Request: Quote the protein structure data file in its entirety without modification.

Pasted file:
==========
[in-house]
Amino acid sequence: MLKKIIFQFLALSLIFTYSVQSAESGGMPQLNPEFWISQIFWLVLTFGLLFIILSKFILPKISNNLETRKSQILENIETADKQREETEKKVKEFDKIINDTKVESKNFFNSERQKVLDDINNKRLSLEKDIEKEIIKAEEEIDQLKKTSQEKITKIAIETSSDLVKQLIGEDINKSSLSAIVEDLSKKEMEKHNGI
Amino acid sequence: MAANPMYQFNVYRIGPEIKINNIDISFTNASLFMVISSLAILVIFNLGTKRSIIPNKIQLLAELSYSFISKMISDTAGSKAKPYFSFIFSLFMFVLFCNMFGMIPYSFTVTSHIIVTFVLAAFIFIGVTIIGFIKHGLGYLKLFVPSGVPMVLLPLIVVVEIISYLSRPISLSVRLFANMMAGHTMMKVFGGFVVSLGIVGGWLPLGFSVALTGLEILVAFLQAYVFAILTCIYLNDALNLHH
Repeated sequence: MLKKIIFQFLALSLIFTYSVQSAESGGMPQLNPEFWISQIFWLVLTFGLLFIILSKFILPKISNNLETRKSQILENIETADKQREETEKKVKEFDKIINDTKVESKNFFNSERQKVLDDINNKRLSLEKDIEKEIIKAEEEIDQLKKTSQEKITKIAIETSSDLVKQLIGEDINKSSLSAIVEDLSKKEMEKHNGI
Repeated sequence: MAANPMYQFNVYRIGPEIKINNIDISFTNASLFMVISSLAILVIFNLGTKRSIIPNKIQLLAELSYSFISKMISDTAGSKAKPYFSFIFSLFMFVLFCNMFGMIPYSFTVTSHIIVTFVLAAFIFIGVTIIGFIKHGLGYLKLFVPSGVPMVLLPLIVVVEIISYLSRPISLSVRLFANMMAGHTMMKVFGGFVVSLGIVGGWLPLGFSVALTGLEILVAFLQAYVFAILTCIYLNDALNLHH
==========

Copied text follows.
[in-house]
Amino acid sequence: MLKKIIFQFLALSLIFTYSVQSAESGGMPQLNPEFWISQIFWLVLTFGLLFIILSKFILPKISNNLETRKSQILENIETADKQREETEKKVKEFDKIINDTKVESKNFFNSERQKVLDDINNKRLSLEKDIEKEIIKAEEEIDQLKKTSQEKITKIAIETSSDLVKQLIGEDINKSSLSAIVEDLSKKEMEKHNGI
Amino acid sequence: MAANPMYQFNVYRIGPEIKINNIDISFTNASLFMVISSLAILVIFNLGTKRSIIPNKIQLLAELSYSFISKMISDTAGSKAKPYFSFIFSLFMFVLFCNMFGMIPYSFTVTSHIIVTFVLAAFIFIGVTIIGFIKHGLGYLKLFVPSGVPMVLLPLIVVVEIISYLSRPISLSVRLFANMMAGHTMMKVFGGFVVSLGIVGGWLPLGFSVALTGLEILVAFLQAYVFAILTCIYLNDALNLHH
Repeated sequence: MLKKIIFQFLALSLIFTYSVQSAESGGMPQLNPEFWISQIFWLVLTFGLLFIILSKFILPKISNNLETRKSQILENIETADKQREETEKKVKEFDKIINDTKVESKNFFNSERQKVLDDINNKRLSLEKDIEKEIIKAEEEIDQLKKTSQEKITKIAIETSSDLVKQLIGEDINKSSLSAIVEDLSKKEMEKHNGI
Repeated sequence: MAANPMYQFNVYRIGPEIKINNIDISFTNASLFMVISSLAILVIFNLGTKRSIIPNKIQLLAELSYSFISKMISDTAGSKAKPYFSFIFSLFMFVLFCNMFGMIPYSFTVTSHIIVTFVLAAFIFIGVTIIGFIKHGLGYLKLFVPSGVPMVLLPLIVVVEIISYLSRPISLSVRLFANMMAGHTMMKVFGGFVVSLGIVGGWLPLGFSVALTGLEILVAFLQAYVFAILTCIYLNDALNLHH